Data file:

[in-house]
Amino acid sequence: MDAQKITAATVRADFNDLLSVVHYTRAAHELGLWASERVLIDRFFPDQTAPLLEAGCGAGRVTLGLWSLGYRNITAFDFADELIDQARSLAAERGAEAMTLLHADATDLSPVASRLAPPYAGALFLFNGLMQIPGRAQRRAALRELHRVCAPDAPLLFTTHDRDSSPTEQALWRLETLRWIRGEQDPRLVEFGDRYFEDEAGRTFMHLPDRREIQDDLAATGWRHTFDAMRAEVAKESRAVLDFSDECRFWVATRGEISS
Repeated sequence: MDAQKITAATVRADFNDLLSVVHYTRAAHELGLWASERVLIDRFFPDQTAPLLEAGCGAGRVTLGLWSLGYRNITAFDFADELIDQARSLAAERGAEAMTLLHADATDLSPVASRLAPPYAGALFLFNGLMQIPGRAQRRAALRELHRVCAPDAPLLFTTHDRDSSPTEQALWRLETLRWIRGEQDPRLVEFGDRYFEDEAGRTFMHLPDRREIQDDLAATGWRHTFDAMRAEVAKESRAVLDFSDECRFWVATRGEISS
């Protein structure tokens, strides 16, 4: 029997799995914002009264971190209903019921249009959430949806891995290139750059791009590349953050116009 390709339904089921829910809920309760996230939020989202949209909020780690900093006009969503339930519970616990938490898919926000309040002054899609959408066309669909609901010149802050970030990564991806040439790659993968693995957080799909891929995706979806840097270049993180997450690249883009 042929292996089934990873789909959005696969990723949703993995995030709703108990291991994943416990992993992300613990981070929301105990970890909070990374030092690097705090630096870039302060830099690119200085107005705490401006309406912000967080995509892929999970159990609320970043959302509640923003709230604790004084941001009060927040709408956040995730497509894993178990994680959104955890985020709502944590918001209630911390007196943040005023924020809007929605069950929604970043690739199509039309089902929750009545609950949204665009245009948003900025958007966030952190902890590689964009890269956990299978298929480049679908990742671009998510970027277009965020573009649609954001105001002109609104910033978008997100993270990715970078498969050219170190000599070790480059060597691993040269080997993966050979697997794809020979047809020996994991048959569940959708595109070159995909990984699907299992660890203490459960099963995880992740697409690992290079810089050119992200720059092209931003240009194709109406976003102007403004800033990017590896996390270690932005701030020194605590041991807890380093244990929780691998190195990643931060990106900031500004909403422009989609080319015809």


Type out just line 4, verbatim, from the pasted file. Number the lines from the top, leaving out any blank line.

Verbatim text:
């Protein structure tokens, strides 16, 4: 029997799995914002009264971190209903019921249009959430949806891995290139750059791009590349953050116009 390709339904089921829910809920309760996230939020989202949209909020780690900093006009969503339930519970616990938490898919926000309040002054899609959408066309669909609901010149802050970030990564991806040439790659993968693995957080799909891929995706979806840097270049993180997450690249883009 042929292996089934990873789909959005696969990723949703993995995030709703108990291991994943416990992993992300613990981070929301105990970890909070990374030092690097705090630096870039302060830099690119200085107005705490401006309406912000967080995509892929999970159990609320970043959302509640923003709230604790004084941001009060927040709408956040995730497509894993178990994680959104955890985020709502944590918001209630911390007196943040005023924020809007929605069950929604970043690739199509039309089902929750009545609950949204665009245009948003900025958007966030952190902890590689964009890269956990299978298929480049679908990742671009998510970027277009965020573009649609954001105001002109609104910033978008997100993270990715970078498969050219170190000599070790480059060597691993040269080997993966050979697997794809020979047809020996994991048959569940959708595109070159995909990984699907299992660890203490459960099963995880992740697409690992290079810089050119992200720059092209931003240009194709109406976003102007403004800033990017590896996390270690932005701030020194605590041991807890380093244990929780691998190195990643931060990106900031500004909403422009989609080319015809």